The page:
Beyond prices and accessibility, the sheer ingredients with which many food products are made have impacted the overall health of many communities, including Lansing. Sugar is one ingredient which has had a huge effect, Hahn said.

“Probably one of the biggest contributions would just be the amount of added sugar in different products,” said Hahn. “If you look at how much sugar is in one soda compared to how much sugar kids should consume in one day, often drinking a can of pop means consuming more sugar in one sitting than the kid should in a day.”

Caitlin Schneider, the manager of Urbandale Farm in Lansing, said she believes that a key to improving health is understanding the importance of food.

“It’s important for people to understand what is involved in producing food and have access to that food and be able to see and kind of take ownership over the means of production,” said Schneider. “And I think personally that starts for me with my children. I want them to be able to know what it takes to make the food and where it comes from and why we are choosing to eat this food in this way.”

Registered Dietitian and Certified Sports Dietitian Kate Davis also believes in the importance of educating kids on food.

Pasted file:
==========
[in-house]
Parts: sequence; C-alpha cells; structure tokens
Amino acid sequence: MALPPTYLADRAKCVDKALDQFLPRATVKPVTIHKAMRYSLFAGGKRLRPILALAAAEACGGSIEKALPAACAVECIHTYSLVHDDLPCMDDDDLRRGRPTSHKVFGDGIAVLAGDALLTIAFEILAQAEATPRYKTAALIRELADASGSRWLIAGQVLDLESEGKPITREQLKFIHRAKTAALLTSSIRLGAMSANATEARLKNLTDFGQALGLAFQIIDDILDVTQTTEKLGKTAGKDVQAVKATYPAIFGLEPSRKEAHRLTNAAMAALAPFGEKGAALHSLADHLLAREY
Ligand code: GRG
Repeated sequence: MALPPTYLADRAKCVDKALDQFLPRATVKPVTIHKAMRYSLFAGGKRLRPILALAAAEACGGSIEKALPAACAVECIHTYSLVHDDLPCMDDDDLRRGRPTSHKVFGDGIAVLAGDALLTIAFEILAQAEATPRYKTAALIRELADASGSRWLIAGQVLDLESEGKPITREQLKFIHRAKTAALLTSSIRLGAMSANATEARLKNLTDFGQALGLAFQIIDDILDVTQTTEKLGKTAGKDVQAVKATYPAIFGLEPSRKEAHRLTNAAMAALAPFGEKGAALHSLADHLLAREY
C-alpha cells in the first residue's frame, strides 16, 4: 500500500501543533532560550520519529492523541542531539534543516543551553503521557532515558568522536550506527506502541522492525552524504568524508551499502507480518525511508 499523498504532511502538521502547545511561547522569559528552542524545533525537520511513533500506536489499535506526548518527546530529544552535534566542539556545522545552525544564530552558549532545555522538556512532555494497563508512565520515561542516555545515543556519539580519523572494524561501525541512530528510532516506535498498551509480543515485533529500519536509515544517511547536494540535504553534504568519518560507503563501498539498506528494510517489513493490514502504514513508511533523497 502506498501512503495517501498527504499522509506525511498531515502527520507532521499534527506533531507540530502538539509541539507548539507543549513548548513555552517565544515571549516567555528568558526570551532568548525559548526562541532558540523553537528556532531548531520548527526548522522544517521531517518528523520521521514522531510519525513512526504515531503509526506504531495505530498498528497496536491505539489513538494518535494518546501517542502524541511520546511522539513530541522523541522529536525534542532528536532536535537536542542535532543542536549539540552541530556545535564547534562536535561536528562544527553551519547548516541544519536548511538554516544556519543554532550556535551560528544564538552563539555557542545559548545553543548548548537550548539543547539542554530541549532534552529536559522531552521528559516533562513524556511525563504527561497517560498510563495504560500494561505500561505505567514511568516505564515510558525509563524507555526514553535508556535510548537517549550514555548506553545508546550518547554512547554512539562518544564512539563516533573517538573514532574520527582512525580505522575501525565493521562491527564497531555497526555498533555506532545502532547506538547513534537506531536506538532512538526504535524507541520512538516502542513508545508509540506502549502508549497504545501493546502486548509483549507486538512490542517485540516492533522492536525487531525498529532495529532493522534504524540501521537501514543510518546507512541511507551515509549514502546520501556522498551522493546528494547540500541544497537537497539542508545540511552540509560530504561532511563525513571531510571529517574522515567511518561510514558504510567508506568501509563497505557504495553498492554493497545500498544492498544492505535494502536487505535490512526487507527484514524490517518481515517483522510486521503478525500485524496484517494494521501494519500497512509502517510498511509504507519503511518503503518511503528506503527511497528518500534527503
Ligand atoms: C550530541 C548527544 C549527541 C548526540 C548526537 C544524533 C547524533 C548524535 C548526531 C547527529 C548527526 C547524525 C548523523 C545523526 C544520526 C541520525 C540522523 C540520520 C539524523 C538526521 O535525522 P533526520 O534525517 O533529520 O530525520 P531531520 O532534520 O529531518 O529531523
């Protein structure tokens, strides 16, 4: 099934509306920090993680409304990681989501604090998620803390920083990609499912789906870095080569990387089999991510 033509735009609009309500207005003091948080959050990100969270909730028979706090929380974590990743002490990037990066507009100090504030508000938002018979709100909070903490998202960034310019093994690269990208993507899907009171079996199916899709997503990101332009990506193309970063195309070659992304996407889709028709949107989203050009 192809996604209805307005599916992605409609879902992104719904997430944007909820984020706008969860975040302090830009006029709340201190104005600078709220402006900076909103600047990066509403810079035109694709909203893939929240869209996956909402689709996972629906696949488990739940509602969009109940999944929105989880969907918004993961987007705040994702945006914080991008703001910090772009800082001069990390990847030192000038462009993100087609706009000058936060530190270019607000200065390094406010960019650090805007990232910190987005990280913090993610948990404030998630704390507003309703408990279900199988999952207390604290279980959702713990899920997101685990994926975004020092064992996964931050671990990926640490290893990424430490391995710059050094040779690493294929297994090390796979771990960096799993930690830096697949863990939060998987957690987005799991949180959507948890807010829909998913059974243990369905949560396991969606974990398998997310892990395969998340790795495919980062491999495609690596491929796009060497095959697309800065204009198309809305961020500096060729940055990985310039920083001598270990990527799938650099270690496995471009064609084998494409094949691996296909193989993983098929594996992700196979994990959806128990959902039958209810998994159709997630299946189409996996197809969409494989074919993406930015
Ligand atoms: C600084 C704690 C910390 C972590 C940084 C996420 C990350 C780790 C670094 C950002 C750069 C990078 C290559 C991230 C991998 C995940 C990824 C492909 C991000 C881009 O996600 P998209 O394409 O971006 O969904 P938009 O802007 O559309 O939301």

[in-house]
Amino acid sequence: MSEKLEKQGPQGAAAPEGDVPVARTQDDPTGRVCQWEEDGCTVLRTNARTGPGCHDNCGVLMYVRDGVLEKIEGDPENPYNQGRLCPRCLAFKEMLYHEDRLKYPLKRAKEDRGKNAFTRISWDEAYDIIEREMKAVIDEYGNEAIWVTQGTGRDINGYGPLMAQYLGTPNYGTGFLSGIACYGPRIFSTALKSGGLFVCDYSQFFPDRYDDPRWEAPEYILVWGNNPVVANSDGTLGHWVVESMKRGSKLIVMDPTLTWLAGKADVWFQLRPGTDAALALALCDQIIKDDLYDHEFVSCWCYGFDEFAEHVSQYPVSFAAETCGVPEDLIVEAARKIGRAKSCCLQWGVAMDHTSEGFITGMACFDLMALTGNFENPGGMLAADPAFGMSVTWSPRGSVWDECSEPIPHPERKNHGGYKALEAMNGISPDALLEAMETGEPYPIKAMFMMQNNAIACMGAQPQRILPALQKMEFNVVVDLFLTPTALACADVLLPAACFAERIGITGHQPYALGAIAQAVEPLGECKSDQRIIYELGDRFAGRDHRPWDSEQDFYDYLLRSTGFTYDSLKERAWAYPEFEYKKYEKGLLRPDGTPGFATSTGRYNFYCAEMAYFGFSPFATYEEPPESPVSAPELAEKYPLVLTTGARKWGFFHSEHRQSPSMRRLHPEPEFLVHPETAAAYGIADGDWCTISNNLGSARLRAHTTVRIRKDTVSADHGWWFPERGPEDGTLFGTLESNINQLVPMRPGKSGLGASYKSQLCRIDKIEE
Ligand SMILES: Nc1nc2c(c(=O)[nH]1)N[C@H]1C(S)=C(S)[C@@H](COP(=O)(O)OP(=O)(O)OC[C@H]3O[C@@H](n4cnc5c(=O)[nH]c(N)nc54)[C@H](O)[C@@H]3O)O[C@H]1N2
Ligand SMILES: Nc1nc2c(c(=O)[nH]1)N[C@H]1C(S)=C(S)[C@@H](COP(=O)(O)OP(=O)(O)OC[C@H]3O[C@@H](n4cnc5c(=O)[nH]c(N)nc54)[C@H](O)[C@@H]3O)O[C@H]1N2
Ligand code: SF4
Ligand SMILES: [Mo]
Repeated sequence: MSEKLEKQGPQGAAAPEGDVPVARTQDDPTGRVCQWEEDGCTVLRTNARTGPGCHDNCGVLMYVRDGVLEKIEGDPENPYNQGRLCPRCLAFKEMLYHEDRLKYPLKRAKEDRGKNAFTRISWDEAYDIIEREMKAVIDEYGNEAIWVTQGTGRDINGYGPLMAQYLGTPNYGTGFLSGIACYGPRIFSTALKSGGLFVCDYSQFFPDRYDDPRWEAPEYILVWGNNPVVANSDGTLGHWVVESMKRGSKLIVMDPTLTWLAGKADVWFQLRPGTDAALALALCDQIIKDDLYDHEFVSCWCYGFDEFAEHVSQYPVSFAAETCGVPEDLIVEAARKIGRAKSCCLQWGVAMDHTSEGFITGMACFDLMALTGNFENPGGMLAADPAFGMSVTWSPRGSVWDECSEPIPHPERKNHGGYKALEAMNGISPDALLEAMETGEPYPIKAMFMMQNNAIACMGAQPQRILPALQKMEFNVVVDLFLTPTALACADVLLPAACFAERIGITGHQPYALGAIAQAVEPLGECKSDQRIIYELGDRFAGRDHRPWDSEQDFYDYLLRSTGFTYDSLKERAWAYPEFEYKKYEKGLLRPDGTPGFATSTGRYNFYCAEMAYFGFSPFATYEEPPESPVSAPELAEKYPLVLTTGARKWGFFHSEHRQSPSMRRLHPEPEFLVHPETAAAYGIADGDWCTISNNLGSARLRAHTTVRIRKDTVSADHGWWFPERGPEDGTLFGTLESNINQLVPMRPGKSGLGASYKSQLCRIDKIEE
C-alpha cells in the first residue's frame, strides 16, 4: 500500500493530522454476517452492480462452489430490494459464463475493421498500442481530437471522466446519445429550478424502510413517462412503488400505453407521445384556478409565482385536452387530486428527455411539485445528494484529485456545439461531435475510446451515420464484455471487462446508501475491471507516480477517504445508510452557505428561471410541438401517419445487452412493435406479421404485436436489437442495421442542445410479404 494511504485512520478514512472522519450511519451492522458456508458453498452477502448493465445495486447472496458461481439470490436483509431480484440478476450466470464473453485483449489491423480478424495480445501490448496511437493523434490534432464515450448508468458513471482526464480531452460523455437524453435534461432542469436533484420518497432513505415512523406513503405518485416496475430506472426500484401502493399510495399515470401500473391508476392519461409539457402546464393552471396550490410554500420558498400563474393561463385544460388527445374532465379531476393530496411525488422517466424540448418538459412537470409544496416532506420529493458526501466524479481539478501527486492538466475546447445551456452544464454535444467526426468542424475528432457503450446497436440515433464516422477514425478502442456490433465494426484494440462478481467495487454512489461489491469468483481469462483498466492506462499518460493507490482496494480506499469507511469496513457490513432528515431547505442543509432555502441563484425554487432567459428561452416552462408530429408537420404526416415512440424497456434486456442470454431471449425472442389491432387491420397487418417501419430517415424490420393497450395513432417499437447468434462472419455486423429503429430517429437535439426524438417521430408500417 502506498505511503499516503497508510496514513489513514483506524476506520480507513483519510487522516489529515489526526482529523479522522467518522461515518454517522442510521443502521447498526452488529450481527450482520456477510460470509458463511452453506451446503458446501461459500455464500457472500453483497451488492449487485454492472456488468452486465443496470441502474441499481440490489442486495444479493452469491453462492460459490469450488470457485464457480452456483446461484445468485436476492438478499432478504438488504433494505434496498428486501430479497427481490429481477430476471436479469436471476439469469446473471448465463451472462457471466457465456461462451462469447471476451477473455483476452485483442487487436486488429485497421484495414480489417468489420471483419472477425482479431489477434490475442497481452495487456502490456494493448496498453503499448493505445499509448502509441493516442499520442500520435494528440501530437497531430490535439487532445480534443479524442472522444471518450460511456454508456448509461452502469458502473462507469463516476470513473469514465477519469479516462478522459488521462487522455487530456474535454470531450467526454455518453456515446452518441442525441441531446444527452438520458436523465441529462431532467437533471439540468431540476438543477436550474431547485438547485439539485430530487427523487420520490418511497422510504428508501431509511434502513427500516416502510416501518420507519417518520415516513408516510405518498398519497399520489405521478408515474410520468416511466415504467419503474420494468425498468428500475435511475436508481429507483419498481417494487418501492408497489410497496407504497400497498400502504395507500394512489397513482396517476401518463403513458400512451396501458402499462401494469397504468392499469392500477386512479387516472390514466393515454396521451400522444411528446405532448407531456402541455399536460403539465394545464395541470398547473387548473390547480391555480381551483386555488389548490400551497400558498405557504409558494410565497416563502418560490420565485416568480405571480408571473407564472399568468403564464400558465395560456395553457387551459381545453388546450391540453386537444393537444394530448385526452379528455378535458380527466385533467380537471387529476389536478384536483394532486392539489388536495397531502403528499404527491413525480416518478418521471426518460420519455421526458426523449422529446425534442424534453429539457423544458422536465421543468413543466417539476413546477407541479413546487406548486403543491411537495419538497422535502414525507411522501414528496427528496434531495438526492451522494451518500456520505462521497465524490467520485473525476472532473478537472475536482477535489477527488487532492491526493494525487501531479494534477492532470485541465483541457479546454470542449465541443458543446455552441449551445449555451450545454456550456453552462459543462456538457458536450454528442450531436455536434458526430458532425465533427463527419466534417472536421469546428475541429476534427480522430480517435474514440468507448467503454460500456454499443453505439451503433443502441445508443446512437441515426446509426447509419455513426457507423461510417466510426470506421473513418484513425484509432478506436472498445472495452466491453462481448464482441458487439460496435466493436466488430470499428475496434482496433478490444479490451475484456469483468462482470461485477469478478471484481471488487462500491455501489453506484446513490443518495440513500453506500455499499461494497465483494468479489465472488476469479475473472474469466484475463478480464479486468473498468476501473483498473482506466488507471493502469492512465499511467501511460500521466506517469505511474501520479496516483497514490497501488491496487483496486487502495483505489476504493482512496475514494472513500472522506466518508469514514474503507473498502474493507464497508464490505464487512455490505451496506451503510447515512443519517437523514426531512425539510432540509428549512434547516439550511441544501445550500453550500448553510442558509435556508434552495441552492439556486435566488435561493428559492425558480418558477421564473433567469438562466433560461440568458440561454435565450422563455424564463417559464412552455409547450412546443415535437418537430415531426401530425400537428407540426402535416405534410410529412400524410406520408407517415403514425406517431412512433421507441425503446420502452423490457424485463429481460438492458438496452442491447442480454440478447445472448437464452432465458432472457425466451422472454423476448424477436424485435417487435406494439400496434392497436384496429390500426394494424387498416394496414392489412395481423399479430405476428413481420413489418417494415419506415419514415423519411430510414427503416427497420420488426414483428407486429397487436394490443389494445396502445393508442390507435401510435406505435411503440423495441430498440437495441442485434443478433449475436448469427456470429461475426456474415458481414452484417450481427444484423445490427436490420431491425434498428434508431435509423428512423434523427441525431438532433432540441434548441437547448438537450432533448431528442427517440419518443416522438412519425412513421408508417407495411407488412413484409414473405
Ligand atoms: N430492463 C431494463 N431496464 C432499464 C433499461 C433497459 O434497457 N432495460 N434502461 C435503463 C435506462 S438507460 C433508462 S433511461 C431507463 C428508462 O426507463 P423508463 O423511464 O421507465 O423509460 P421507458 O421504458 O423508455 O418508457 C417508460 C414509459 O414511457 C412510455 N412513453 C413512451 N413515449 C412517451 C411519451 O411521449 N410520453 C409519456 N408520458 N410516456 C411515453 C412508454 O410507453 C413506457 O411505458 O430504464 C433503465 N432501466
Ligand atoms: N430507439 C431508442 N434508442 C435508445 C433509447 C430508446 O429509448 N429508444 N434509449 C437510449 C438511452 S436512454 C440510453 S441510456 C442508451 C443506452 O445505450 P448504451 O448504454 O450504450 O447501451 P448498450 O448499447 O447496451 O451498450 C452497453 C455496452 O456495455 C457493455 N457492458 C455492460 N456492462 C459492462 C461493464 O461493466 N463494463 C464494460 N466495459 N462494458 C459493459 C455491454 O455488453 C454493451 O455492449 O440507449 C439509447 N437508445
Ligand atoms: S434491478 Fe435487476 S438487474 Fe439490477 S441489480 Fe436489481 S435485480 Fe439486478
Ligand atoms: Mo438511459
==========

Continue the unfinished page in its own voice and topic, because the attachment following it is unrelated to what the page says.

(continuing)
“I think the other problem, more of a big picture impact on the community, is when you look at kids and they look at how do we create good healthy eating habits in children, and one of the big pieces is their exposure to that food,” said Davis. “Eating that food, seeing that food in the household, and in a food desert essentially that food is not being brought into the house when they are going to convenience stores – or wherever they are able to get food close to their house – most of these places are not going to stock that type of food.”

For Lansing resident Evan Shoup, it is the limited options offered in grocery stores that make him the most frustrated.

“I try to eat well but sometimes the fruit and stuff in the grocery store just isn’t even fresh anymore. I wish there was more to pick from because I would do a lot better job with being healthy if there were,” said Shoup.


Is Lansing a food desert?

Many parts of Lansing are considered to be food deserts by the United States Department of Agriculture. Food deserts are areas where the majority of residents have to travel long distances to purchase fresh produce within their budget.